NSW urges feds to adopt five-star quad safety system

NSW urge feds to adopt five-star quad safety system


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State government says it wants a national five-star safety rating system for quad bikes.

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STATE government wants the Federal Coalition to introduce a national five-star safety rating system for quad bikes. 

Since 2011, 115 people have been killed in quad bike accidents on Australian farms, with 32 in NSW alone – including kids as young as seven. 

Minister for Better Regulation Matt Kean said NSW would call on the Federal Government to introduce a safety rating system, which manufacturers would apply to their vehicles, allowing consumers to make a more informed choice when buying. 

But the country’s ATV industry body wants government to wait until a further commissioned study is accepted and published by a US engineering journal before it designs any program. 

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The National Farmers Federation, Rural Doctors Association of Australia, and NSW Farmers called for a five starsystem after a horrifying week in March that saw two people die and two other people critically injured as a result of quad bike incidents.

“After meeting with Senator Michaelia Cash last month, we believe a rating system is the next big step to reducing deaths and injuries from quad bike incidents,” Mr Kean said. 

“We want to work with manufacturers and farmers to develop a scheme, which would give buyers the information they need, at a glance, to make the safest possible choice. 

A safety rating system for quad bikes was a key recommendation of the NSW Deputy Coroner’s 2015 inquest into quad bike deaths. 

A safety rating system for quad bikes was a key recommendation of the NSW Deputy Coroner’s 2015 inquest into quad bike deaths.

A safety rating system for quad bikes was a key recommendation of the NSW Deputy Coroner’s 2015 inquest into quad bike deaths.

It would build on state government’s $2 million Quad Bike Safety Improvement Program, which provides free training and helmets for those who complete the course, as well as rebates for protective devices, and safer side-by-side vehicles. 

Meanwhile, the Federal Chamber of Automotive Industries says it has commissioned a US engineering company to devise the criteria for an Off-Road Vehicle Safety Star Rating System that might be applied to ATVs.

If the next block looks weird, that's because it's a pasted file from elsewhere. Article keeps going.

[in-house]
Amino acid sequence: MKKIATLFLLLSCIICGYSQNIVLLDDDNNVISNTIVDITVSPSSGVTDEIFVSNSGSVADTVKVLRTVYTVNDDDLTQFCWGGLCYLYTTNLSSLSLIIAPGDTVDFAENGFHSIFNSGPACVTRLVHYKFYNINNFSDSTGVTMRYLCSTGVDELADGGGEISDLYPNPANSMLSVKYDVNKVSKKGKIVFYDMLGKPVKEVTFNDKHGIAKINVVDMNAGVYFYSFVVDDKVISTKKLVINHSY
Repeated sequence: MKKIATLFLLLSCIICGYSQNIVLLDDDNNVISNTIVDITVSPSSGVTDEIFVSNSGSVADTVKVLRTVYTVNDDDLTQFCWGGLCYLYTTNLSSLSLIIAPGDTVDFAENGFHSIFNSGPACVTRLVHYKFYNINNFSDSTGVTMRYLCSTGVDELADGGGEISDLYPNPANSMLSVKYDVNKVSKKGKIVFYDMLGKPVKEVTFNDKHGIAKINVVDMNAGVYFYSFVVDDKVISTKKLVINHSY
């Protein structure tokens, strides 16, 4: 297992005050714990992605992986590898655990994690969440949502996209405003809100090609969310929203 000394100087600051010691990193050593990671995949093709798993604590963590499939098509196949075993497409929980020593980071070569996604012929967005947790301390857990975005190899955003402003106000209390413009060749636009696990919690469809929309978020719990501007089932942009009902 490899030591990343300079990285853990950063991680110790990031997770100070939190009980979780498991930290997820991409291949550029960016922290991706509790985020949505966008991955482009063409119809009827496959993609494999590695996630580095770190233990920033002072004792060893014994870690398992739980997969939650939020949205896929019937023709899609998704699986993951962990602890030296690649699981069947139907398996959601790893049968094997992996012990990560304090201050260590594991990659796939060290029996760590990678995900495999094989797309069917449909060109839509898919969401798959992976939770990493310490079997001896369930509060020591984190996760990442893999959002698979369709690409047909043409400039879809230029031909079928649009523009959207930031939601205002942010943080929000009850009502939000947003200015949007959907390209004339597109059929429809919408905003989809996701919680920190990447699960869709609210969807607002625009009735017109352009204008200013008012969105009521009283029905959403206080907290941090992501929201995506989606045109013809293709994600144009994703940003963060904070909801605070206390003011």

FCAI manager Mark Collins said the article had been completed and submitted to US engineering journal SAE. Once accepted, Mr Collins said the FCAI would present it to various Safe Work agencies and state governments, in the hope that the findings will influence any star rating system being developed.

“The FCAI strongly urges Safe Work NSW and Minister Keen to wait for this paper to be published so that any star rating system can truly demonstrate that a proposed vehicle characteristic that gains a higher star rating can achieve better safety outcomes,” he said.

He said the ATV industry was concerned some of the proposed vehicle characteristics in the University of NSW’s Transport and Road Safety research for SafeWork NSW was not evidence based, and could have negative consequences. 

But in March, National Farmers Federation President Fiona Simson said: “The case for safer quad bike design has never been clearer." 

“Unlike with two-wheel motorbikes, it is not speed, but the stability of the vehicle that is the major contributor to the quad bike rollovers.”

Last month NSW Labor called for kids under 16 to be banned from riding adult-sized quad bikes. 

Mandatory helmet use and safety training is also part of the Opposition’s quad bike safety push. 

Minister for Primary Industries Niall Blair said state government was committed to improving rider safety. 

“(We’re) providing incentives to encourage farmers to improve the safety of their quad bikes, education programs to support safer usage and now we want to give consumers better information to support their decision making.”

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